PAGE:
This page describes the module that will start in October 2022.

We expect it to start for the last time in October 2027.

Regulations

As a student of The Open University, you should be aware of the content of the academic regulations which are available on our Student Policies and Regulations website.

    Course work includes:

    5 Tutor-marked assignments (TMAs)
    End-of-module assessment
    No residential school


    Entry requirements

    There are no formal entry requirements to study this module.

    However, you need appropriate knowledge of biology or health. You’d normally be prepared by completing OU level 1 study as part of one of our health sciences qualifications, having passed Science: concepts and practice (S112) or Science and health (SDK100) and having completed some OU level 2 study by passing Human biology (SK299).

    Are you ready for S290? is a diagnostic quiz to help you decide if you’re prepared to start studying S290.

    Preparatory work

    You’ll be able to access the module website 2–3 weeks before the module starts, so you can learn to navigate the website and organise your study plan. There will be a module primer which contains information on basic concepts from your OU level 1 and level 2 studies. You can use this primer to refresh your knowledge before starting S290, or as a resource throughout your studies.

    Register

    Start End Fee
    - - -

    No current presentation - see Future availability

    This module is expected to start for the last time in October 2027.

    Additional Costs

    Study costs

    There may be extra costs on top of the tuition fee, such as set books, a computer and internet access.

    If your income is not more than £25,000 or you are in receipt of a qualifying benefit, you might be eligible for help with some of these costs after your module has started.

    Field school/laboratory school

    This module has an optional field school/laboratory school. You must pay an additional charge for tuition, accommodation and meals (see module details for further information). You must also pay for your travel to and from the venue. Due to the ongoing pandemic, we may replace face-to-face events with online alternatives.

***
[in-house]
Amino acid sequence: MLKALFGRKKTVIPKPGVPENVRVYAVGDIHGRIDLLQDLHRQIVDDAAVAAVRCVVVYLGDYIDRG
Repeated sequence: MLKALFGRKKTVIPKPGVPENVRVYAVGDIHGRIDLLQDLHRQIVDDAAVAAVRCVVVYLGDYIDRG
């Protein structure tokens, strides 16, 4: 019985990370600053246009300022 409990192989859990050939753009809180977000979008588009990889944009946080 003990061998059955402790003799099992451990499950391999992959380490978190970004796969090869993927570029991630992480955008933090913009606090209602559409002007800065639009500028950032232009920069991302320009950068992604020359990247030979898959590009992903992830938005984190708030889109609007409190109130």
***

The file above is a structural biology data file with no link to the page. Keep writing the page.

Ways to pay for this module

    Open University Student Budget Account

    The Open University Student Budget Accounts Ltd (OUSBA) offers a convenient 'pay as you go' option to pay your OU fees, which is a secure, quick and easy way to pay. Please note that The Open University works exclusively with OUSBA and is not able to offer you credit facilities from any other provider. All credit is subject to status and proof that you can afford the repayments.

    You pay the OU through OUSBA in one of the following ways:

    • Register now, pay later – OUSBA pays your module fee direct to the OU. You then repay OUSBA interest-free and in full just before your module starts. 0% APR representative. This option could give you the extra time you may need to secure the funding to repay OUSBA.
    • Pay by instalments – OUSBA calculates your monthly fee and number of instalments based on the cost of the module you are studying. APR 5.1% representative.

    Joint loan applications

    If you feel you would be unable to obtain an OUSBA loan on your own due to credit history or affordability issues, OUSBA offers the option to apply for a joint loan application with a third party. For example, your husband, wife, partner, parent, sibling or friend. In such cases, OUSBA will be required to carry out additional affordability checks separately and/or collectively for both joint applicants who will be jointly and severally liable for loan repayments.